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Sunday, July 21, 2024


Local Ukrainians React to Russian Invasion


By Collin Hall

COURT HOUSE – Ukrainians across Cape May County are grieving for their country just hours after Russia began its full assault deep into Ukraine’s territory.

Lesya Lambert, who owns Atilis Gym, in Wildwood, alongside her husband, Chris, is the only member of her Ukrainian family in America. She came to Cape May County almost two decades ago on a J-1 student visa to work for the summer and “fell in love with the place,” she said.

She moved to the county with a visa to pursue an education at Atlantic Community College and now lives in Court House with her husband.

Lambert is devastated by the attacks on her country and fears for the lives of those she loves.

“I did not see this coming at all,” she said. “I was there just three weeks ago. Ukrainians are very kind and selfless people. We did not believe it that our neighbors in Russia would do this to us. All my family is there in Ukraine – my mother, my brother, my nephew, my uncles, my cousins… It is heartbreaking. My family is very close to the capital and are now hiding in the countryside.”

Lambert sobbed as she told her story.

“Cape May County is home to many Ukrainians and Eastern Europeans,” she said, adding that the pain from the invasion echoes through the county and the U.S.

“Cape May County has a very strong European community,” she said. “I know a lot of Ukrainians here. We come here, we fall in love, we make this place our home.”

She said the local community has rallied around her through the violence, adding, “It’s incredible to see how many people support us, how much they love us.”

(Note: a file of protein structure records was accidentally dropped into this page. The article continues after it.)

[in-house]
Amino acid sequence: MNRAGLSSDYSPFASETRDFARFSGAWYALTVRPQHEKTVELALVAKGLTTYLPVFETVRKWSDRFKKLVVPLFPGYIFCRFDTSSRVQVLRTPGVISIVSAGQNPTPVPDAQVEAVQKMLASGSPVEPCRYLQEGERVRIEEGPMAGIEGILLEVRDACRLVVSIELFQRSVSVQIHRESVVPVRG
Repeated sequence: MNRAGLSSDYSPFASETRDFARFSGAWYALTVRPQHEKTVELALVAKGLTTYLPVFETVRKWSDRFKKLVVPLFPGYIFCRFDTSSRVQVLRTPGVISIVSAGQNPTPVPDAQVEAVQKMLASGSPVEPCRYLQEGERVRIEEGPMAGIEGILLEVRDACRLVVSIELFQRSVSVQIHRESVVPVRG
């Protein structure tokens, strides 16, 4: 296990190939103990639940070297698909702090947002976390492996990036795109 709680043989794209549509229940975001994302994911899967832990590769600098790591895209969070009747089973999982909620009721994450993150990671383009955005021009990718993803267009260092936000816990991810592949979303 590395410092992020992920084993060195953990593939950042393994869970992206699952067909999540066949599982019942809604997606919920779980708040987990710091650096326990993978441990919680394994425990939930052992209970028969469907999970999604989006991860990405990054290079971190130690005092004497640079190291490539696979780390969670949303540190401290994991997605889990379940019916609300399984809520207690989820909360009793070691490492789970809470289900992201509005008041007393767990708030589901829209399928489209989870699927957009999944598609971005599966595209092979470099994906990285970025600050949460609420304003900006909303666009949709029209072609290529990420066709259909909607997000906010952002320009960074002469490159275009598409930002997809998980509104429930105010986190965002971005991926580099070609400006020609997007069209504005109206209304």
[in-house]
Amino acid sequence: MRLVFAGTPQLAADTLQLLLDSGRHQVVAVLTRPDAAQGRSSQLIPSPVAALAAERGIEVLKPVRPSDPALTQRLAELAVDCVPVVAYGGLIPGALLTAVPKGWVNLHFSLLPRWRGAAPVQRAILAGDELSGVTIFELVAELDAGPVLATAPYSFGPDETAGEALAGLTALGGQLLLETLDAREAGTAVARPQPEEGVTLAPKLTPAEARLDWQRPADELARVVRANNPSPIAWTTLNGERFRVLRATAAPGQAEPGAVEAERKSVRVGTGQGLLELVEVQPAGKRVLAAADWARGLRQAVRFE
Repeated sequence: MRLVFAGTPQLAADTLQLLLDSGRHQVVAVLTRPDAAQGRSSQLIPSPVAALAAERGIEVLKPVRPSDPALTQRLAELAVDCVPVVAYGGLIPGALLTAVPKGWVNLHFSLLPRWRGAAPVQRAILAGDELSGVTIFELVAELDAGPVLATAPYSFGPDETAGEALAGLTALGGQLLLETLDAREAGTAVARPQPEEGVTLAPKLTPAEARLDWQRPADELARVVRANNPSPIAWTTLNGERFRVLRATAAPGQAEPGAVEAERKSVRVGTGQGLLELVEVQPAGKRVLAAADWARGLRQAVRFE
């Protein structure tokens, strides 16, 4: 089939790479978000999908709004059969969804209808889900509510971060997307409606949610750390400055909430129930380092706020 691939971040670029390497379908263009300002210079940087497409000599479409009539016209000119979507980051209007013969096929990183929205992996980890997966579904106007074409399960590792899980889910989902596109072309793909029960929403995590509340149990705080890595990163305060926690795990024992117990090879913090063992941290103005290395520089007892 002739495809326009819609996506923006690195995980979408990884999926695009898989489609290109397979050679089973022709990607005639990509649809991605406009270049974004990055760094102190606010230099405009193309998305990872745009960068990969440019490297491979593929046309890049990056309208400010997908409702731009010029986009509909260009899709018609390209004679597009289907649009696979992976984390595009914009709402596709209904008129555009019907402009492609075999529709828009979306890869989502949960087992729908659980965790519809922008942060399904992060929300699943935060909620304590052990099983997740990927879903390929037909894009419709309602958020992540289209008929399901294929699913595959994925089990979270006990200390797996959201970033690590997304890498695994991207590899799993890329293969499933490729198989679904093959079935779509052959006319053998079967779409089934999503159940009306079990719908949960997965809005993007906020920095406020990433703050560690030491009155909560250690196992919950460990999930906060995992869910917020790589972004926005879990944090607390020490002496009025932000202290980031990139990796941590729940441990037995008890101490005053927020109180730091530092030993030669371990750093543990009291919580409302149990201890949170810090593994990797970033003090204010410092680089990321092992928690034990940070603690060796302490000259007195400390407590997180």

Roxy Donnelly, who lives in Wildwood, expressed similar devastation in an interview with the Herald. Her parents and grandparents hail from Ukraine and fled to Philadelphia when the Soviet Union began to crack down on dissidents in the late 1940s.  

She explained, “My dad’s parents were very prominent over there… I was born in Philadelphia, but my parents and family were born in Ukraine. When my grandparents were alive, the Russians were snatching prominent people because they did not want knowledge to spread. Because my grandparents were teachers, they feared they would be taken, and, in the middle of the night, they took a horse and a buggy and fled. They left their farmland, their estate, and fled to Poland.”

She said her father fought against the Soviet Union and her father’s brother was killed on the Russian front near the end of World War II.

Donnelly said it pains her deeply to see new attacks on Ukrainian land. She had the chance to visit Ukraine in the 1990s after the dissolution of the Soviet Union. Once she arrived with her family, she recalled family members crying and kissing the Ukrainian ground they feared they had lost forever.

“They never thought they would see the land again,” she said.

Each year, thousands of students come from eastern Europe to work at Cape May County businesses for the summer. Many, as Lambert said, eventually end up calling the county their home.
When they were absent during the summers of 2020 and 2021, the impacts on the local economy were tangible. During this time of great violence, support from the community, as Lambert said, is essential. 
This article will be updated if more Ukrainians respond with their stories.
To contact Collin Hall, email


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